In spotlighting O'Rourke's humility, Patrick seemed to suggest the path to reviving political discourse at the political moment marked by division is to put leaders out front who listen and who can disagree without giving in to partisan bitterness. “When we're dealing with some of our big social and cultural challenges our leaders need to be able to listen and be educated in the way Louis Pasteur described it, which is learning to listen to anything without losing your temper or your self-confidence,” he said.

“I liked that in a number of the people that I met in the course of the midterms, and I think Beto was one of those people," Patrick said. "I think Andrew was as well.”

For potential candidates, having Patrick’s ear is a clear-cut boon. He remains close to Obama and to a slew of aides who helped elect him president. And Patrick, who sometimes calls himself a political novice, is anything but: He is a two-term governor who has an ability to synthesize what he hears on the campaign trail into effective campaigning. His instinct now is that Americans are feeling “unseen and unheard” by the government and that there’s an opportunity for Democrats in 2020 to stand boldly on progressive principles. “One of the most interesting things about the moment I sense is that people have a larger appetite than usual for solutions to some our big challenges, and that’s a terrific time to be an innovator in politics.”

Patrick told BuzzFeed News he still wants to do what he can to help all of the Democratic candidates seeking the party’s presidential nomination in 2020, and gave a broad assessment of a field he thought he would join and what candidates are up against.

Patrick also had complimentary things to say about Joe Biden, whom he said he’s known since the former vice president was chair of the Senate Judiciary Committee. Biden, who is traveling the country to promote his new book, last week declared himself “the most qualified person in the country to be president.” Asked what his impression of Biden’s statement was, Patrick said Biden was “great” and that Biden loved people. “Everybody’s going to say they’re the most qualified,” Patrick said. “Had I gotten in, I’d have said that, too. Or at least qualified enough to be competitive.”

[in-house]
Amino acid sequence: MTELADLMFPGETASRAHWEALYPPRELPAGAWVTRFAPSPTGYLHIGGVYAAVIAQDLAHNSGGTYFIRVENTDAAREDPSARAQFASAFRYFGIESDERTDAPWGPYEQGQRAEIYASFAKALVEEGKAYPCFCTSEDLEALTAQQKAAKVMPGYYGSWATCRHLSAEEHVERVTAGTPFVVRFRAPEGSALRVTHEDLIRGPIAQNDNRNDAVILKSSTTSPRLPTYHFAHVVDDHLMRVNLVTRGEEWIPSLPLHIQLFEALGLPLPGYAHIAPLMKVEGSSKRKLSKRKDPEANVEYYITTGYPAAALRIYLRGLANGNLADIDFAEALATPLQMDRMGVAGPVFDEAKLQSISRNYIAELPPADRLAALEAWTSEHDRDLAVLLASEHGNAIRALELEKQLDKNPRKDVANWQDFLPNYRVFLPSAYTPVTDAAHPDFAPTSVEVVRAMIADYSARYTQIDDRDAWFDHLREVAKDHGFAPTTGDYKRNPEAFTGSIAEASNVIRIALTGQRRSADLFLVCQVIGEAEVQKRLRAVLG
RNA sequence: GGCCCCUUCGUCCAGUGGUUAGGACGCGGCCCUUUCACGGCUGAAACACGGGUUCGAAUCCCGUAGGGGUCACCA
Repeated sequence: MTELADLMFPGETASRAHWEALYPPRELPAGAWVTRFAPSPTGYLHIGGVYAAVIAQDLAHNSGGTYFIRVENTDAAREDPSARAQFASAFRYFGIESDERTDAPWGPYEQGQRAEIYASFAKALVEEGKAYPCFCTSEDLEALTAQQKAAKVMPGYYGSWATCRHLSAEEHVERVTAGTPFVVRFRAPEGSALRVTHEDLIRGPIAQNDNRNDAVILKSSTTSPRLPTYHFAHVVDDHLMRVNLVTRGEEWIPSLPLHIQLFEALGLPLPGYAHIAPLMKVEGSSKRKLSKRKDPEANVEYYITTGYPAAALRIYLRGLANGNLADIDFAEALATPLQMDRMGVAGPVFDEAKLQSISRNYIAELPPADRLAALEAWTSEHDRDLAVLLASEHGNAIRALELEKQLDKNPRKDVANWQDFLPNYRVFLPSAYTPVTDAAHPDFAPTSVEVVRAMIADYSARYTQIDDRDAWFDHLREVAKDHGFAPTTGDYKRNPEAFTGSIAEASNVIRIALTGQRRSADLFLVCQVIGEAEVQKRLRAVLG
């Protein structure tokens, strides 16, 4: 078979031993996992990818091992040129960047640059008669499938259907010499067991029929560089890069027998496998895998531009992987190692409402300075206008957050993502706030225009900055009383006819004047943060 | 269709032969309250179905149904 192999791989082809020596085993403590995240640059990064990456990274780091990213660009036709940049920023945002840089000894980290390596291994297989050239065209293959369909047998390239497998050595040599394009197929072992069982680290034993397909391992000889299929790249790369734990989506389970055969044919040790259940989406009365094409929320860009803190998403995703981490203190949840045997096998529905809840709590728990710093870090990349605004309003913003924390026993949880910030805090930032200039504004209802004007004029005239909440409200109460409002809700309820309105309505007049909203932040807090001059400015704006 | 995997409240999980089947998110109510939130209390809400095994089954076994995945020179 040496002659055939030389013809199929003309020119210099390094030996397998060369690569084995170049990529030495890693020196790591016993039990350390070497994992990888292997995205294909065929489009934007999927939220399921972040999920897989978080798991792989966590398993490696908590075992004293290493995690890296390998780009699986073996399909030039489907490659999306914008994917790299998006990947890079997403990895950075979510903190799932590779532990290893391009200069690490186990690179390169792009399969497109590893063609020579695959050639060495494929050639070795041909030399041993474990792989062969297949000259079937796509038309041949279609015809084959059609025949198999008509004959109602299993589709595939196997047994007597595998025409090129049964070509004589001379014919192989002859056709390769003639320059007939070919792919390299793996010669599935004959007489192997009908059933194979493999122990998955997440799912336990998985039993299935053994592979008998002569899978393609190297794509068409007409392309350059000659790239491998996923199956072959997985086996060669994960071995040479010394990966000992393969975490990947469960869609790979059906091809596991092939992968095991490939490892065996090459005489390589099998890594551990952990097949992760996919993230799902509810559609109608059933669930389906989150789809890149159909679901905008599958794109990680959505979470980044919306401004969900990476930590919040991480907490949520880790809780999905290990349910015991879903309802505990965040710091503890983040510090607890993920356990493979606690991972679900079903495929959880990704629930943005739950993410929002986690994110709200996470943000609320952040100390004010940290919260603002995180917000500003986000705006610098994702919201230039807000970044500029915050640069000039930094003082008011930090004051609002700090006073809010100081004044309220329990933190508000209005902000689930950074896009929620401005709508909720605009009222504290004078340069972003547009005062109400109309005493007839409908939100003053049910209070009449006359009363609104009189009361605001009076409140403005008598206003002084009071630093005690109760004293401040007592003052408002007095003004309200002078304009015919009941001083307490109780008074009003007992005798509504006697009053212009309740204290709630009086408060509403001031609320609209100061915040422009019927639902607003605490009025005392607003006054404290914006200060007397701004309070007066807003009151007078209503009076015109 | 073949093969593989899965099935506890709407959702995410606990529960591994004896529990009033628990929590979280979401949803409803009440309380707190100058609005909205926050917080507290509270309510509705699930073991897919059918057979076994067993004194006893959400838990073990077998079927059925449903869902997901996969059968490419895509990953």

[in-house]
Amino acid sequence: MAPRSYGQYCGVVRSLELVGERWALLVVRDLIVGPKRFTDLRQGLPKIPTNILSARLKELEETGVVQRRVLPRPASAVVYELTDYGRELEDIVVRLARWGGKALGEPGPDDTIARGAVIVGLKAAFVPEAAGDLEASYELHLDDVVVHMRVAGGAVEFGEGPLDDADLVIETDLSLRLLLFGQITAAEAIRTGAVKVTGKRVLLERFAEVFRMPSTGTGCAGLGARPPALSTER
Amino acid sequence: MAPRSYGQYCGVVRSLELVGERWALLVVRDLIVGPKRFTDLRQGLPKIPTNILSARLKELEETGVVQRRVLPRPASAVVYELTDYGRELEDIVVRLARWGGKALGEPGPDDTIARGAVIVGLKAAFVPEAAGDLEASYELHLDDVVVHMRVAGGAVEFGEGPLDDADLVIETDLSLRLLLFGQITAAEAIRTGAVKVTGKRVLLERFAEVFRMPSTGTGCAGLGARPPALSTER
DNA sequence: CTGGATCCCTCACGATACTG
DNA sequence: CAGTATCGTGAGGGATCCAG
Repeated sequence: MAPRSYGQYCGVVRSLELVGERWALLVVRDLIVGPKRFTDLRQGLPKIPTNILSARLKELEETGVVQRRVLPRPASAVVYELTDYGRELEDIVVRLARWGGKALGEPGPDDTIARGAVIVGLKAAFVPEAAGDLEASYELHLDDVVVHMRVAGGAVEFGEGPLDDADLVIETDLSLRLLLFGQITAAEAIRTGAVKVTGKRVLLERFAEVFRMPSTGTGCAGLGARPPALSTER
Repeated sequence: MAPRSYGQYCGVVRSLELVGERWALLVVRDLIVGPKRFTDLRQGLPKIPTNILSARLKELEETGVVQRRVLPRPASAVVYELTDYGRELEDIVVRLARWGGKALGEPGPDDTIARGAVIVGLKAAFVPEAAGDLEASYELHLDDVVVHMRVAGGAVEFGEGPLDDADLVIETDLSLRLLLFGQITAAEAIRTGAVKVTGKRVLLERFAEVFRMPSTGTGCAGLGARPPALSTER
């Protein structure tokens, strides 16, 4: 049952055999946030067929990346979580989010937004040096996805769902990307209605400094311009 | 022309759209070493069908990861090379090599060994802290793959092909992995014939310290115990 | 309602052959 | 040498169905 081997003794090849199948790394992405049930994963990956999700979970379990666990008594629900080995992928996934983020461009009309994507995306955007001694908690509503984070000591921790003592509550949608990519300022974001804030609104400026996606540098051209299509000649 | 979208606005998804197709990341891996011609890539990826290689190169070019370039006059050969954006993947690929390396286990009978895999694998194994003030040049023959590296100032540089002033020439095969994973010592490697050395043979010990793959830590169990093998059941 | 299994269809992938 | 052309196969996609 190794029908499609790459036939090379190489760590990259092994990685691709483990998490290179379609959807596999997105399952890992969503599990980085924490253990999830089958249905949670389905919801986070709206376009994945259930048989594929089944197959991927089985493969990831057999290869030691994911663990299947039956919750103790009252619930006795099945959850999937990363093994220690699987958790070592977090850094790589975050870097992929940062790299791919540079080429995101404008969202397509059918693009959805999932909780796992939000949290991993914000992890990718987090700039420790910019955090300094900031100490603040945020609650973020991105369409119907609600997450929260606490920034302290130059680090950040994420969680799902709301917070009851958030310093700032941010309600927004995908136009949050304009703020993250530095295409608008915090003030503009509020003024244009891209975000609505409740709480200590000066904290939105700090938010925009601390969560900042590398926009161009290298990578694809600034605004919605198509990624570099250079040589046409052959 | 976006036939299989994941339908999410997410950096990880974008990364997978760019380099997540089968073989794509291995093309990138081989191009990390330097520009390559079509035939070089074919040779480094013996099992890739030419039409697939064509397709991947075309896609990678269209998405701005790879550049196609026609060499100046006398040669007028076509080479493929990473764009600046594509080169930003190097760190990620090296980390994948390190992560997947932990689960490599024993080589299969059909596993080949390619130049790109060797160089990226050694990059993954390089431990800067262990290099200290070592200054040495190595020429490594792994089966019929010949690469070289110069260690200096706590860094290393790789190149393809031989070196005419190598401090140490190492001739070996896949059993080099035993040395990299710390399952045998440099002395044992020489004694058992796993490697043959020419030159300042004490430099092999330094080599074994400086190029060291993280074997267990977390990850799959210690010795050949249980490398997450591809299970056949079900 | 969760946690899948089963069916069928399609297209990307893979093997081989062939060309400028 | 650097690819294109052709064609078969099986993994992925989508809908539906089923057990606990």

Then, he continued: “You really can’t know the job until you have it,” a point he said he made in a conversation with Obama last week. “You can imagine it. You can project yourself in it. [You can] work nearby. Until you have to make those kinds of decisions and carry that kind of weight, you can’t really know the job. And the job is not the same from administration to administration — and I think you could probably argue it’s not the same from day to day.”

Patrick said he also heard from another 2020 hopeful and friend, Elizabeth Warren.

Warren with Patrick at a news conference at the Statehouse in Boston, Thursday, Nov. 8, 2012.
Steven Senne / AP

Warren with Patrick at a news conference at the Statehouse in Boston, Thursday, Nov. 8, 2012.